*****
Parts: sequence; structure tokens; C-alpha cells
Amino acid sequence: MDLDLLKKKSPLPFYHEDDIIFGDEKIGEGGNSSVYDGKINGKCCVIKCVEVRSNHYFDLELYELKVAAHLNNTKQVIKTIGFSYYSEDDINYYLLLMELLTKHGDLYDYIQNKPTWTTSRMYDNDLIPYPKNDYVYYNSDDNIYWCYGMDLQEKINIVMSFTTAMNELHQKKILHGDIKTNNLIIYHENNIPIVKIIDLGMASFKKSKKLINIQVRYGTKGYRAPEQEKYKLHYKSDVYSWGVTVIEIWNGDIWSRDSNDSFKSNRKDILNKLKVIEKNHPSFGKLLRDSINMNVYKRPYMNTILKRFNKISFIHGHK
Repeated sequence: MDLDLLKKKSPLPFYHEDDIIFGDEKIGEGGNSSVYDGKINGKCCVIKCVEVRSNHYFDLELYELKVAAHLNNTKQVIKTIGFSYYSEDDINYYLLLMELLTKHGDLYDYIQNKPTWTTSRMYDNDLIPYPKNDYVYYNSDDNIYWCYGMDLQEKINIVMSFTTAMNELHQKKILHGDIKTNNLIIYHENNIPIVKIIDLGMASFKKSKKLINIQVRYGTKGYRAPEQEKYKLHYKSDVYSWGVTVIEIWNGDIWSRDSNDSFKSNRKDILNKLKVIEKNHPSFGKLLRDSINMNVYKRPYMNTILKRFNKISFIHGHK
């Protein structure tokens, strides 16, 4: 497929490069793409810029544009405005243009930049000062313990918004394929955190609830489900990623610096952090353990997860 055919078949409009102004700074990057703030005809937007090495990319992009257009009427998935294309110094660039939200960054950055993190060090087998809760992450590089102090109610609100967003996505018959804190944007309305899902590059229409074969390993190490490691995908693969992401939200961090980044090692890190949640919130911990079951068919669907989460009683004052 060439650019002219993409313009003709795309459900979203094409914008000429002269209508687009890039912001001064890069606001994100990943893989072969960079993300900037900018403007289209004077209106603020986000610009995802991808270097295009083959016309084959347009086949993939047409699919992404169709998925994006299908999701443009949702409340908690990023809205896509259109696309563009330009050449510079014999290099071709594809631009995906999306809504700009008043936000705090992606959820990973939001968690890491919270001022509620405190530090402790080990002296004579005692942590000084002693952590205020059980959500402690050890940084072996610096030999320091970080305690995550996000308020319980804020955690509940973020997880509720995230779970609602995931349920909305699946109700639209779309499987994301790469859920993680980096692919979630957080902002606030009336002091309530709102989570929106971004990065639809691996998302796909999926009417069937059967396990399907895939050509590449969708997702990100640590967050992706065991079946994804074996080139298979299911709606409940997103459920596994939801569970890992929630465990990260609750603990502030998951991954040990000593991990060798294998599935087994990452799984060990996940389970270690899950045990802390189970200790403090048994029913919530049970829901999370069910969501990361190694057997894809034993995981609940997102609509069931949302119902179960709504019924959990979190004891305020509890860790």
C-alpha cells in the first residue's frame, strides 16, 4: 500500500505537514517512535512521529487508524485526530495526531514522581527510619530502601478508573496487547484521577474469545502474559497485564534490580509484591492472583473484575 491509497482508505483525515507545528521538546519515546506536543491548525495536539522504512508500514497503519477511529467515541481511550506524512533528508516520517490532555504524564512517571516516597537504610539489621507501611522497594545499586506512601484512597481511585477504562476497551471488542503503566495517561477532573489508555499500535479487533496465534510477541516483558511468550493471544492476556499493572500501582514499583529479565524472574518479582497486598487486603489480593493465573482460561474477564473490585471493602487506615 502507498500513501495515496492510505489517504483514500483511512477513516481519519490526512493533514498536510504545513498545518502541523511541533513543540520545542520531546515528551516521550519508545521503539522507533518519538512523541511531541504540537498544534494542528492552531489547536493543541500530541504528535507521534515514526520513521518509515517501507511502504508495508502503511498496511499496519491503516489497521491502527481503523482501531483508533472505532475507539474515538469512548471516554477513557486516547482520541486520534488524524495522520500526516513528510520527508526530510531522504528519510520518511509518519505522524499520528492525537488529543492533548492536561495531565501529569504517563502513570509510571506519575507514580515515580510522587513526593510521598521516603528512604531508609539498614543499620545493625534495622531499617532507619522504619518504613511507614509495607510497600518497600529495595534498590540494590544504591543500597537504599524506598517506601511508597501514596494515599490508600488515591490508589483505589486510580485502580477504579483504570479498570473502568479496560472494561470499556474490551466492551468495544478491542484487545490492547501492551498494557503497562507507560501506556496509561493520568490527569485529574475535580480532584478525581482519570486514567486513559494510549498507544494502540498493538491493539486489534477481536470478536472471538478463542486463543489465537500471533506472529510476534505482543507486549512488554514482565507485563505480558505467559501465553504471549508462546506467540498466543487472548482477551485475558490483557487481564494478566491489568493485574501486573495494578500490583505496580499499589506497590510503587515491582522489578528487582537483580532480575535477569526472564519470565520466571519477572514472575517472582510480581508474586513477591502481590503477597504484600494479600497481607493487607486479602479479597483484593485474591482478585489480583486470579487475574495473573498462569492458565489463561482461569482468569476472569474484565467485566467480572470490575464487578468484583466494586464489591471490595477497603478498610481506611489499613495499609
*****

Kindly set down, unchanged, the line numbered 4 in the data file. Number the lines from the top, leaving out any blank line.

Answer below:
């Protein structure tokens, strides 16, 4: 497929490069793409810029544009405005243009930049000062313990918004394929955190609830489900990623610096952090353990997860 055919078949409009102004700074990057703030005809937007090495990319992009257009009427998935294309110094660039939200960054950055993190060090087998809760992450590089102090109610609100967003996505018959804190944007309305899902590059229409074969390993190490490691995908693969992401939200961090980044090692890190949640919130911990079951068919669907989460009683004052 060439650019002219993409313009003709795309459900979203094409914008000429002269209508687009890039912001001064890069606001994100990943893989072969960079993300900037900018403007289209004077209106603020986000610009995802991808270097295009083959016309084959347009086949993939047409699919992404169709998925994006299908999701443009949702409340908690990023809205896509259109696309563009330009050449510079014999290099071709594809631009995906999306809504700009008043936000705090992606959820990973939001968690890491919270001022509620405190530090402790080990002296004579005692942590000084002693952590205020059980959500402690050890940084072996610096030999320091970080305690995550996000308020319980804020955690509940973020997880509720995230779970609602995931349920909305699946109700639209779309499987994301790469859920993680980096692919979630957080902002606030009336002091309530709102989570929106971004990065639809691996998302796909999926009417069937059967396990399907895939050509590449969708997702990100640590967050992706065991079946994804074996080139298979299911709606409940997103459920596994939801569970890992929630465990990260609750603990502030998951991954040990000593991990060798294998599935087994990452799984060990996940389970270690899950045990802390189970200790403090048994029913919530049970829901999370069910969501990361190694057997894809034993995981609940997102609509069931949302119902179960709504019924959990979190004891305020509890860790």